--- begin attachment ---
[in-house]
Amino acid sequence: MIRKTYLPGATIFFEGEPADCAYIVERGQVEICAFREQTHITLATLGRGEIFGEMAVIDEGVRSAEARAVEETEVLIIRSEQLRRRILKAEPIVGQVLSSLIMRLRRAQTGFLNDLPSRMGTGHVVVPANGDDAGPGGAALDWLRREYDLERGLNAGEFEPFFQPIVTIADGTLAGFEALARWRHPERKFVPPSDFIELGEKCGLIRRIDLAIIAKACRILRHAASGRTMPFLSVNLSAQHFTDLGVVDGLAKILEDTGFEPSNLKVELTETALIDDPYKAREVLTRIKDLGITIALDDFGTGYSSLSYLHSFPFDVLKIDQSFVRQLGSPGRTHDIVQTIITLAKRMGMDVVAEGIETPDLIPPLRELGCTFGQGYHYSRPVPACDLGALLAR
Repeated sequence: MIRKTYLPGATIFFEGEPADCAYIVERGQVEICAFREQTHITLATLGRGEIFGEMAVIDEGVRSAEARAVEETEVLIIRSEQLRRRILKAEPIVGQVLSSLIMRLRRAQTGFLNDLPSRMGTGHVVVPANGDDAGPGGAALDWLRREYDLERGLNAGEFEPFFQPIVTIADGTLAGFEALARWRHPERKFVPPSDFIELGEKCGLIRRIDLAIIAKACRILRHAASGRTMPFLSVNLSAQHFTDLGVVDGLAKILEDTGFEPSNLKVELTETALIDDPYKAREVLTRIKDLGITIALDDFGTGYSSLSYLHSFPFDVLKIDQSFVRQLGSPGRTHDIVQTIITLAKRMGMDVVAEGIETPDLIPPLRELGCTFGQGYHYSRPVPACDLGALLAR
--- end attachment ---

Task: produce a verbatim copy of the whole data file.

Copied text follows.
[in-house]
Amino acid sequence: MIRKTYLPGATIFFEGEPADCAYIVERGQVEICAFREQTHITLATLGRGEIFGEMAVIDEGVRSAEARAVEETEVLIIRSEQLRRRILKAEPIVGQVLSSLIMRLRRAQTGFLNDLPSRMGTGHVVVPANGDDAGPGGAALDWLRREYDLERGLNAGEFEPFFQPIVTIADGTLAGFEALARWRHPERKFVPPSDFIELGEKCGLIRRIDLAIIAKACRILRHAASGRTMPFLSVNLSAQHFTDLGVVDGLAKILEDTGFEPSNLKVELTETALIDDPYKAREVLTRIKDLGITIALDDFGTGYSSLSYLHSFPFDVLKIDQSFVRQLGSPGRTHDIVQTIITLAKRMGMDVVAEGIETPDLIPPLRELGCTFGQGYHYSRPVPACDLGALLAR
Repeated sequence: MIRKTYLPGATIFFEGEPADCAYIVERGQVEICAFREQTHITLATLGRGEIFGEMAVIDEGVRSAEARAVEETEVLIIRSEQLRRRILKAEPIVGQVLSSLIMRLRRAQTGFLNDLPSRMGTGHVVVPANGDDAGPGGAALDWLRREYDLERGLNAGEFEPFFQPIVTIADGTLAGFEALARWRHPERKFVPPSDFIELGEKCGLIRRIDLAIIAKACRILRHAASGRTMPFLSVNLSAQHFTDLGVVDGLAKILEDTGFEPSNLKVELTETALIDDPYKAREVLTRIKDLGITIALDDFGTGYSSLSYLHSFPFDVLKIDQSFVRQLGSPGRTHDIVQTIITLAKRMGMDVVAEGIETPDLIPPLRELGCTFGQGYHYSRPVPACDLGALLAR